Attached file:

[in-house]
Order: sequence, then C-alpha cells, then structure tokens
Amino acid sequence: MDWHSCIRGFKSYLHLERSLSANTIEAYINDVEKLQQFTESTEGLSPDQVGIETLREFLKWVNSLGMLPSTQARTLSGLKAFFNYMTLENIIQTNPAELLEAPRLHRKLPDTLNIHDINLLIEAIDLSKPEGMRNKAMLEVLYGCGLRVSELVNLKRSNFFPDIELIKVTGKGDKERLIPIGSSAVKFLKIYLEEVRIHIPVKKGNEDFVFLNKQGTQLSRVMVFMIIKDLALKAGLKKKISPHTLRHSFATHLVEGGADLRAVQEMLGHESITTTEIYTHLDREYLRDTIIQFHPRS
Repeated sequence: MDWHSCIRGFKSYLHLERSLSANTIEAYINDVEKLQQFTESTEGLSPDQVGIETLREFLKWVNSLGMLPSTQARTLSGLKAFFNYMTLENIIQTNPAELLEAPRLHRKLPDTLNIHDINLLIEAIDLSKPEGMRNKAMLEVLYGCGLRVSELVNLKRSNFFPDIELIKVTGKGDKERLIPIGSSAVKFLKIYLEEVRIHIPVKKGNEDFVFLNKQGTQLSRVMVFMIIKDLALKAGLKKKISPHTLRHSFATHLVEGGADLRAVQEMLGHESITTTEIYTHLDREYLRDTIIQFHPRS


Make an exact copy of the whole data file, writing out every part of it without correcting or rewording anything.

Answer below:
[in-house]
Order: sequence, then C-alpha cells, then structure tokens
Amino acid sequence: MDWHSCIRGFKSYLHLERSLSANTIEAYINDVEKLQQFTESTEGLSPDQVGIETLREFLKWVNSLGMLPSTQARTLSGLKAFFNYMTLENIIQTNPAELLEAPRLHRKLPDTLNIHDINLLIEAIDLSKPEGMRNKAMLEVLYGCGLRVSELVNLKRSNFFPDIELIKVTGKGDKERLIPIGSSAVKFLKIYLEEVRIHIPVKKGNEDFVFLNKQGTQLSRVMVFMIIKDLALKAGLKKKISPHTLRHSFATHLVEGGADLRAVQEMLGHESITTTEIYTHLDREYLRDTIIQFHPRS
Repeated sequence: MDWHSCIRGFKSYLHLERSLSANTIEAYINDVEKLQQFTESTEGLSPDQVGIETLREFLKWVNSLGMLPSTQARTLSGLKAFFNYMTLENIIQTNPAELLEAPRLHRKLPDTLNIHDINLLIEAIDLSKPEGMRNKAMLEVLYGCGLRVSELVNLKRSNFFPDIELIKVTGKGDKERLIPIGSSAVKFLKIYLEEVRIHIPVKKGNEDFVFLNKQGTQLSRVMVFMIIKDLALKAGLKKKISPHTLRHSFATHLVEGGADLRAVQEMLGHESITTTEIYTHLDREYLRDTIIQFHPRS